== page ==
"Just my clothes." Enjolras sighs. "How long have you known about this, Combeferre?"

"Long enough." Combeferre's still smiling, stripping out of his own clothes and donning something that looks suspiciously like a blue unitard. "Courfeyrac wanted my help proof-reading Grantaire's script."

"There's a script?" Enjlolras looks between his two friends, his hesitancy about this endeavor increasing again. "This is sounding decidedly less simple with every bit of information that I learn."

"It's an easy script. It's a standard super-hero meet-up." Combeferre positions himself in front of a mirror and begins working something into his hair to lighten the bottom half on either side of his head to almost white.

"The only superhero comics I've read have been the ones that you passed off to me. Which I thoroughly enjoyed, like I said, but I'm…" Enjolras considers raising his palms to show how lost he is, looks at Jehan, and then settles for just looking miserably at Combeferre. "I'm completely out of my depth."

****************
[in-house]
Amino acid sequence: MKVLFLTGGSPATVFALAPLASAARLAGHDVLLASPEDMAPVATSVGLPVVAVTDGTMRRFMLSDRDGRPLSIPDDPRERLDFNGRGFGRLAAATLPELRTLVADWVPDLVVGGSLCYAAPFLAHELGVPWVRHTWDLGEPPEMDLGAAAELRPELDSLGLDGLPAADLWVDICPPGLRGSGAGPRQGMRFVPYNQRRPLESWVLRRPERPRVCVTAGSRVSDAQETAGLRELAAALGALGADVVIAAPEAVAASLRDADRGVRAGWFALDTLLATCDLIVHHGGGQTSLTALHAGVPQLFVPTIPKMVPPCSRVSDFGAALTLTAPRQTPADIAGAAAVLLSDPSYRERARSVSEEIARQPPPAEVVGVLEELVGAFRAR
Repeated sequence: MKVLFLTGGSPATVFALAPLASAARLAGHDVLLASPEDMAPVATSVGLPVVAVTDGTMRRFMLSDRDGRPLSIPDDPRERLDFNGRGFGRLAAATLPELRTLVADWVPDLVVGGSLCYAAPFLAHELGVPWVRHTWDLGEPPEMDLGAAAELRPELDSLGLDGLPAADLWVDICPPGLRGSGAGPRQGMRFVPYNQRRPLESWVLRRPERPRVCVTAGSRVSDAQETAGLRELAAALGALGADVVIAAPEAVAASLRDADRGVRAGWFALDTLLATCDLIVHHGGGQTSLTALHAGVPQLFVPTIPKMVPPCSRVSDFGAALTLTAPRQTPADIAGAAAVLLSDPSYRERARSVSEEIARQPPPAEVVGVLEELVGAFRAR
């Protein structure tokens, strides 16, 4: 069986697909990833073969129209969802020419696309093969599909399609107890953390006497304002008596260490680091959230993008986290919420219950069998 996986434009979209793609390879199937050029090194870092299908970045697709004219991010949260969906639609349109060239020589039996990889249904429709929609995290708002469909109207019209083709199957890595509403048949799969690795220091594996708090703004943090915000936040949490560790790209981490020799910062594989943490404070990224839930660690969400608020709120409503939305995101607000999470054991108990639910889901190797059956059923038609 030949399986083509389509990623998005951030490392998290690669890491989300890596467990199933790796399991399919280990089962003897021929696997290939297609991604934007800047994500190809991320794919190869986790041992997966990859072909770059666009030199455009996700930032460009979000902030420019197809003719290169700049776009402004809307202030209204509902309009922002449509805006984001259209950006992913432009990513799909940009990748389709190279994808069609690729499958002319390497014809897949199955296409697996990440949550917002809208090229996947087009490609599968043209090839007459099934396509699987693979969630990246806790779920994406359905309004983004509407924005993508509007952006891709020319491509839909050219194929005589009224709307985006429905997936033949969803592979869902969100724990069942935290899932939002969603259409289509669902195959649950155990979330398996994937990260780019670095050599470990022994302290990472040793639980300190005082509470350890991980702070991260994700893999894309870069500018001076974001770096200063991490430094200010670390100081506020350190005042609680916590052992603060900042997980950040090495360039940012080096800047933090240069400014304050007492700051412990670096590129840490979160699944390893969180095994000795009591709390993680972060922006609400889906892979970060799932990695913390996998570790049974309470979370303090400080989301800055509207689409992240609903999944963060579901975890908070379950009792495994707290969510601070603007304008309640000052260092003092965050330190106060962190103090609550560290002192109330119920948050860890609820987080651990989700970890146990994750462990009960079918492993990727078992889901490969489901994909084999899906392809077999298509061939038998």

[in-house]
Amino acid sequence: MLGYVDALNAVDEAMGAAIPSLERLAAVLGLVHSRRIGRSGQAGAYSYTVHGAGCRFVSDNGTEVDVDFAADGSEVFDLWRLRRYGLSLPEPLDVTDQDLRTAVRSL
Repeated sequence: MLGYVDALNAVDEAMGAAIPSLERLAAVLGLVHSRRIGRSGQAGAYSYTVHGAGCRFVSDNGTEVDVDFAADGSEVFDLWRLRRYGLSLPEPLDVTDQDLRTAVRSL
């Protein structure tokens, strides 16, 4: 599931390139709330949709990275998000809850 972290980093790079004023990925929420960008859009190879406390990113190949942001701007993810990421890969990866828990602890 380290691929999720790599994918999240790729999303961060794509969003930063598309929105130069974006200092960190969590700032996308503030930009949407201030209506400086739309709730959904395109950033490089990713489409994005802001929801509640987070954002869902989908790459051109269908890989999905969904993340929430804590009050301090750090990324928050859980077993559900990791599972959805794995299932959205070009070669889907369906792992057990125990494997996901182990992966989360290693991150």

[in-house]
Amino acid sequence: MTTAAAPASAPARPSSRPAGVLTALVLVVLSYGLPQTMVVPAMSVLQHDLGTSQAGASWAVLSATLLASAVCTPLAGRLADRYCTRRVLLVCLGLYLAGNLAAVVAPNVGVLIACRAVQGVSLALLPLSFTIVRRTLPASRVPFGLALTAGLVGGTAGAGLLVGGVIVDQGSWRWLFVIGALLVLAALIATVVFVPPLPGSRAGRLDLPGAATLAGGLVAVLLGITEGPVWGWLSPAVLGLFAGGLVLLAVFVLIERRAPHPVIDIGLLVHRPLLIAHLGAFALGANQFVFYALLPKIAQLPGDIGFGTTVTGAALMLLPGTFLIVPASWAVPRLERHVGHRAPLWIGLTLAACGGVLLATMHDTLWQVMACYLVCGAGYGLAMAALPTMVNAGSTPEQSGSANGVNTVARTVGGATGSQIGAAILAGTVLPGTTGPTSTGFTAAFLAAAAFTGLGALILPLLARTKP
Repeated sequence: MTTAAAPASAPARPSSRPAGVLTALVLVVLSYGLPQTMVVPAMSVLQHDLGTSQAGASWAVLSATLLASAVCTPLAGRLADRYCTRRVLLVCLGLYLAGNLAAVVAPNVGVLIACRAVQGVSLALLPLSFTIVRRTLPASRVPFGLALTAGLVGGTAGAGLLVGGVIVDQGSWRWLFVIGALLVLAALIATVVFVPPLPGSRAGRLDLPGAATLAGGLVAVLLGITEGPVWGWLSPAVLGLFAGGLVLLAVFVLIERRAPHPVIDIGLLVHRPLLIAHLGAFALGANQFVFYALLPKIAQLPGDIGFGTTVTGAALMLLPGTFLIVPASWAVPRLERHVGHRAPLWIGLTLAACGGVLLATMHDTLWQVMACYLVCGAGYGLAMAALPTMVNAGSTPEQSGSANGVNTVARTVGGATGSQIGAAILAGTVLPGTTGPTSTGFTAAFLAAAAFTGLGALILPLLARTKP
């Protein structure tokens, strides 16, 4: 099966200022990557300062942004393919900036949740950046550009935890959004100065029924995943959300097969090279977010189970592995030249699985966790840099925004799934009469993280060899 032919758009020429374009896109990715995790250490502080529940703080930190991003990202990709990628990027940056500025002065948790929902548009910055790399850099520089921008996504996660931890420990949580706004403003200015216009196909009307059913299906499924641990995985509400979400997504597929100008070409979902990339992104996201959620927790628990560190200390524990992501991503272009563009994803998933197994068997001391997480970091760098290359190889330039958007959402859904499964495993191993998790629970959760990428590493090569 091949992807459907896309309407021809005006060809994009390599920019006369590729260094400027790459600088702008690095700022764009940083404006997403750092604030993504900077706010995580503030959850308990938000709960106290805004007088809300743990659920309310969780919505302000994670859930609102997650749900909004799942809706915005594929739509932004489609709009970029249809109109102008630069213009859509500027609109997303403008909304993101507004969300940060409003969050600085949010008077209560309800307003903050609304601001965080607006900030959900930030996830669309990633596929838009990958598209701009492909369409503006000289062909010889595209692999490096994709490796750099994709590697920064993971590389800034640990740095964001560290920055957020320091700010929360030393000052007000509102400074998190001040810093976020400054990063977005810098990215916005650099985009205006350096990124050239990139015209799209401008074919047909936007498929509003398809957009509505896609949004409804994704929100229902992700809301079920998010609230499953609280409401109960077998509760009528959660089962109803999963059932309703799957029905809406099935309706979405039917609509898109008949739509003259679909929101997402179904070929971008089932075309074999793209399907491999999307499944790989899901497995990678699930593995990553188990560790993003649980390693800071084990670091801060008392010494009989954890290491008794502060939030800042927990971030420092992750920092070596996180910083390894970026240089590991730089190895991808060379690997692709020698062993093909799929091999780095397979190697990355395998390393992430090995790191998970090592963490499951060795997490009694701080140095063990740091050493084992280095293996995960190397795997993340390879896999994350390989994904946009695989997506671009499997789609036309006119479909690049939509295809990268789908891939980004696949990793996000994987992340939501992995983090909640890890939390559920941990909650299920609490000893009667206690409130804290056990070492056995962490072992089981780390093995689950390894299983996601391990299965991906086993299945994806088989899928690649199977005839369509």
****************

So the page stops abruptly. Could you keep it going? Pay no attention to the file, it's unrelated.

Combeferre turns around, studies him for a moment, and then clearly takes pity on him. "You're going to be leading one team, from the DC universe. I'm going to be leading another, from the Marvel universe. We're going to meet up, fight briefly, and then team up to take down the villain who caused our worlds to collide in the first place. It's simple. You'll have your lines and the choreography down in minutes."

"All right." Enjolras decides that there's no point in resisting what's happening. It's for a good cause, even if he doesn't really understand the appeal of seeing others dressed as characters from comic books, or why someone would pay to see it and take pictures with the actors. This will likely even be fun, getting to spend an afternoon and evening with the Amis. If only the costume wasn't quite so… bright. Or tight-fitting. "Are the DC and Marvel universes different, then?"

"As different as night and day." Grantaire is the one who answers, ambling into the room with what must be his own costume tucked under his arm. "The DC universe came first. It's the one with most of the extremely iconic heroes—Superman, Batman, Wonder Woman, they're all from DC. The universe tends to be a bit more… epic and mythic, positive in its portrayal of humanity, with the general populace of the world a bit more like sheep than like angry blood-thirsty mobs."